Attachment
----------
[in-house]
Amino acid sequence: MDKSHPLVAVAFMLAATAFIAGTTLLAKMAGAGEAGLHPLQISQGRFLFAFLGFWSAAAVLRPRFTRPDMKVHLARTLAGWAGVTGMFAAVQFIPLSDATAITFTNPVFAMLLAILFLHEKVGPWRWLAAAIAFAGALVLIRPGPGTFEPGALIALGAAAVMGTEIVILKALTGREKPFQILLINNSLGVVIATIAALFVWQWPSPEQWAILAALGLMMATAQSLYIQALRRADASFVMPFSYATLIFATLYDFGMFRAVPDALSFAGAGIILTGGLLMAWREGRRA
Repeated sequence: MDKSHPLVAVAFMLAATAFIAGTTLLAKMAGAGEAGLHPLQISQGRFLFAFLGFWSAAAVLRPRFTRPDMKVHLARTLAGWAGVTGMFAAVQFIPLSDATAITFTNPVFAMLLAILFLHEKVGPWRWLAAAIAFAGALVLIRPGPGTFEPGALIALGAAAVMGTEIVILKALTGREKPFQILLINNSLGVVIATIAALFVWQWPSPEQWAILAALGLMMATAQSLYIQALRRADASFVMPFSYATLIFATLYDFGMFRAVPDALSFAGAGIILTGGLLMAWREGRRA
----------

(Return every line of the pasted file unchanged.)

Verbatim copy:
[in-house]
Amino acid sequence: MDKSHPLVAVAFMLAATAFIAGTTLLAKMAGAGEAGLHPLQISQGRFLFAFLGFWSAAAVLRPRFTRPDMKVHLARTLAGWAGVTGMFAAVQFIPLSDATAITFTNPVFAMLLAILFLHEKVGPWRWLAAAIAFAGALVLIRPGPGTFEPGALIALGAAAVMGTEIVILKALTGREKPFQILLINNSLGVVIATIAALFVWQWPSPEQWAILAALGLMMATAQSLYIQALRRADASFVMPFSYATLIFATLYDFGMFRAVPDALSFAGAGIILTGGLLMAWREGRRA
Repeated sequence: MDKSHPLVAVAFMLAATAFIAGTTLLAKMAGAGEAGLHPLQISQGRFLFAFLGFWSAAAVLRPRFTRPDMKVHLARTLAGWAGVTGMFAAVQFIPLSDATAITFTNPVFAMLLAILFLHEKVGPWRWLAAAIAFAGALVLIRPGPGTFEPGALIALGAAAVMGTEIVILKALTGREKPFQILLINNSLGVVIATIAALFVWQWPSPEQWAILAALGLMMATAQSLYIQALRRADASFVMPFSYATLIFATLYDFGMFRAVPDALSFAGAGIILTGGLLMAWREGRRA